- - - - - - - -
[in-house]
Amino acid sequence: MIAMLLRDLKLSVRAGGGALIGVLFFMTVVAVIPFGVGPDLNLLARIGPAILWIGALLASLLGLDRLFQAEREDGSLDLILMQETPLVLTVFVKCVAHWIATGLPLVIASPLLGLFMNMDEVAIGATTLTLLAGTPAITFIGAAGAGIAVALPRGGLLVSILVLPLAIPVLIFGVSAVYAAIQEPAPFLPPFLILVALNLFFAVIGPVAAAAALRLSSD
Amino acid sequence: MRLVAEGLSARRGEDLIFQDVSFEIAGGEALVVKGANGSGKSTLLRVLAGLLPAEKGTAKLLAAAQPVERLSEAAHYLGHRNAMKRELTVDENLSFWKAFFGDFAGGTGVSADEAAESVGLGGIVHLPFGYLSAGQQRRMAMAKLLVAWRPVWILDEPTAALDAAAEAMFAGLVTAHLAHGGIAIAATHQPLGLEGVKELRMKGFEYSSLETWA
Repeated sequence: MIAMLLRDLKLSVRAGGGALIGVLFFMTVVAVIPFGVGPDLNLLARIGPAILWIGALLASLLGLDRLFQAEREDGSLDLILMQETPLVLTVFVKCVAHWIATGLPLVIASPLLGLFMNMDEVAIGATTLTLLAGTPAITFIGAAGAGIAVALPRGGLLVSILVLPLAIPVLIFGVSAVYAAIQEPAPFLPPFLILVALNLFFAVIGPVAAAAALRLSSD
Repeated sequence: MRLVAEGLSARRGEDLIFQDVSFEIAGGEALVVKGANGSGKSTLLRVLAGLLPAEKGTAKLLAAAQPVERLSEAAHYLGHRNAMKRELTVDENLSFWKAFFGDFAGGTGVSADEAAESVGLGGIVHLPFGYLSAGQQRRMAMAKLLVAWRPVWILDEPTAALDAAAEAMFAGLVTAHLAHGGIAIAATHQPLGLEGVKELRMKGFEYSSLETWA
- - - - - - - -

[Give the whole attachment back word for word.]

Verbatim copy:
[in-house]
Amino acid sequence: MIAMLLRDLKLSVRAGGGALIGVLFFMTVVAVIPFGVGPDLNLLARIGPAILWIGALLASLLGLDRLFQAEREDGSLDLILMQETPLVLTVFVKCVAHWIATGLPLVIASPLLGLFMNMDEVAIGATTLTLLAGTPAITFIGAAGAGIAVALPRGGLLVSILVLPLAIPVLIFGVSAVYAAIQEPAPFLPPFLILVALNLFFAVIGPVAAAAALRLSSD
Amino acid sequence: MRLVAEGLSARRGEDLIFQDVSFEIAGGEALVVKGANGSGKSTLLRVLAGLLPAEKGTAKLLAAAQPVERLSEAAHYLGHRNAMKRELTVDENLSFWKAFFGDFAGGTGVSADEAAESVGLGGIVHLPFGYLSAGQQRRMAMAKLLVAWRPVWILDEPTAALDAAAEAMFAGLVTAHLAHGGIAIAATHQPLGLEGVKELRMKGFEYSSLETWA
Repeated sequence: MIAMLLRDLKLSVRAGGGALIGVLFFMTVVAVIPFGVGPDLNLLARIGPAILWIGALLASLLGLDRLFQAEREDGSLDLILMQETPLVLTVFVKCVAHWIATGLPLVIASPLLGLFMNMDEVAIGATTLTLLAGTPAITFIGAAGAGIAVALPRGGLLVSILVLPLAIPVLIFGVSAVYAAIQEPAPFLPPFLILVALNLFFAVIGPVAAAAALRLSSD
Repeated sequence: MRLVAEGLSARRGEDLIFQDVSFEIAGGEALVVKGANGSGKSTLLRVLAGLLPAEKGTAKLLAAAQPVERLSEAAHYLGHRNAMKRELTVDENLSFWKAFFGDFAGGTGVSADEAAESVGLGGIVHLPFGYLSAGQQRRMAMAKLLVAWRPVWILDEPTAALDAAAEAMFAGLVTAHLAHGGIAIAATHQPLGLEGVKELRMKGFEYSSLETWA